As vegetarians and vegans we have been struggling to find ways to incorporate more tofu into our meals–the problem has been finding recipes that work for us. We are picky, want our food to be delicious, appealing, easy to prepare–not fussy–and finger-licking good. This recipe is for keeps!
The inspiration came from Sam Sifton’s wonderful recipe Tofu and Green Beans with Chili Crack. I did not have chili crack or black vinegar and did not want to bother ordering it in the middle of the Covid 19 pandemic. Would gochujang (Korean condiment/paste) work instead? I did not care for a couple of brands we had bought at a local Asian store that sold these pastes in huge tubs as well as smaller containers. Our local Whole Foods had another brand in little jars, Mother in Law, and the ingredients on the jar were acceptable. My older son loves the sauce so much that he just sits there with a spoon working his way through the bottle as he works on his laptop. It is like a spicy ketchup with layers of flavor to me. Perhaps a spicy ketchup will work and be more economical!
The sauce keeps well for at least two weeks in the fridge.
So working off Sam’s recipe, we tried variations of our own and have now settled on this. We do like our food to have a kick. Cold, spicy tofu with a salad on the side makes a perfectly satisfying low carb, gluten free, vegan lunch and takes no time to put together after a long morning at the pottery studio.
New recipes are like pottery–the mystery of not knowing how things will turn out, what the final result will be, and the happy surprise, the satisfaction when the end result is good. But it is always uncertain. And there is acceptance and comfort with uncertainty as well.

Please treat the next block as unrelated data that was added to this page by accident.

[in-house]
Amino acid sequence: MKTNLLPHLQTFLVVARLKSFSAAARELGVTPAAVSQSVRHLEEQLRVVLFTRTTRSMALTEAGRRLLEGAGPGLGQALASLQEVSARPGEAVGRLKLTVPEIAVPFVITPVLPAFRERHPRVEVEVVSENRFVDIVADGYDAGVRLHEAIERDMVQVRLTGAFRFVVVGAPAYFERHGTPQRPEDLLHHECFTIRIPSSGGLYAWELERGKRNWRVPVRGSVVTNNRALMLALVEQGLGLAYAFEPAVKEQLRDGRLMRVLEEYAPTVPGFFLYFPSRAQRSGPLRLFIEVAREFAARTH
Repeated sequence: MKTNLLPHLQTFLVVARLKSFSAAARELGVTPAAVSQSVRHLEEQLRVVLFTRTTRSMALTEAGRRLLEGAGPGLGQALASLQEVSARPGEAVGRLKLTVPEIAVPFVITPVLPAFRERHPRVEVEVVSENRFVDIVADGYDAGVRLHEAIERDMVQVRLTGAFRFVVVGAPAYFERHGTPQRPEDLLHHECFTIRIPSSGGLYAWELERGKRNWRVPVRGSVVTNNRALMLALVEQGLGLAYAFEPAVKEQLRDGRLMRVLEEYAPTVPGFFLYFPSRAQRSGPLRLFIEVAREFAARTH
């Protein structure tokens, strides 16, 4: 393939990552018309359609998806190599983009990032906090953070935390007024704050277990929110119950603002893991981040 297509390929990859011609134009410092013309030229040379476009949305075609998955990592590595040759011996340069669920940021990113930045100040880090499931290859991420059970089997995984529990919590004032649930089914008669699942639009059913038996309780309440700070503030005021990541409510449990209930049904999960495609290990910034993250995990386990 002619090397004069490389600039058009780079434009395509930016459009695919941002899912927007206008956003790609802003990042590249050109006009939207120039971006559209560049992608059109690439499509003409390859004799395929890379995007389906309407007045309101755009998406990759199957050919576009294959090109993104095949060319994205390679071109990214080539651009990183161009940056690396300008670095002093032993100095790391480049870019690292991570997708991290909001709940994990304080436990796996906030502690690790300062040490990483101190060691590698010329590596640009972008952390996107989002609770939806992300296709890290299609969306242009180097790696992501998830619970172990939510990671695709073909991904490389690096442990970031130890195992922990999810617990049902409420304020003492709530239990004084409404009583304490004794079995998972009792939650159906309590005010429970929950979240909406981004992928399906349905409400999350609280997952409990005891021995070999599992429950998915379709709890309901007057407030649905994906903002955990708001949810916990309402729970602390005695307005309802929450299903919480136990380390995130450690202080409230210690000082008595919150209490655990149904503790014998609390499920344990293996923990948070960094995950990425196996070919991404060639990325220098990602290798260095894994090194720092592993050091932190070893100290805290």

And in the summer heat, the oven was not going to be turned on.
We do like cold tofu with a peanut sauce I make as well as an amba and sambal olek sauce. I love all these sauces for dipping vegan gyoza (they are store bought frozen).
I also use this recipe for hot Asian eggplant, or broccoli, or asparagus that we pair with this tofu and rice for a main meal.
To bake it in the oven as the weather turns cold, do what Sam’s recipe says and add some grated garlic to the sauce: marinade the tofu slices for 15-20 minutes and heat the oven to 450 degrees. Lay the tofu slices flat on a large baking tray in one layer spooning the extra marinade evenly over the slices. Bake for 15-20 minutes, rotating the tray in the middle. Eat it hot! But leftovers chilled and eaten cold the next day are also finger-licking good! Just a note, the string beans did not work for me in Sam’s recipe as they became too dry and chewy. For me, cooking them on the stove top worked better but I am so grateful for Sam’s recipe.
1 block of firm or extra firm tofu 14 ounces drained well
1 minced whole scallion
1 tbsp minced fresh ginger
1/3 cup lightly packed of finely chopped cilantro
2 teaspoons chili paste (or to taste and can even be left out and we like Mother in Law brand)
3 1/2 teaspoons gochujang (we like the brand Mother in Law fermented chili sauce-marinade)
1/4 cup soy sauce
2 tsp honey
1/4 cup amba sauce (we like Trader Joe’s)
1 tbsp thinly sliced sushi ginger
2 tablespoons white or black sesame seeds
- Cut tofu into slim 8 slices moving across the two longer sides. Chill while preparing the sauce. Thin slices increase the ratio of sauce-to-tofu and make it much tastier
- Mix everything together. Drizzle or spoon over the tofu slices. Serve with extra sushi ginger and extra sauce on the side.
Preparation time 5 minutes Serves 3 for a meal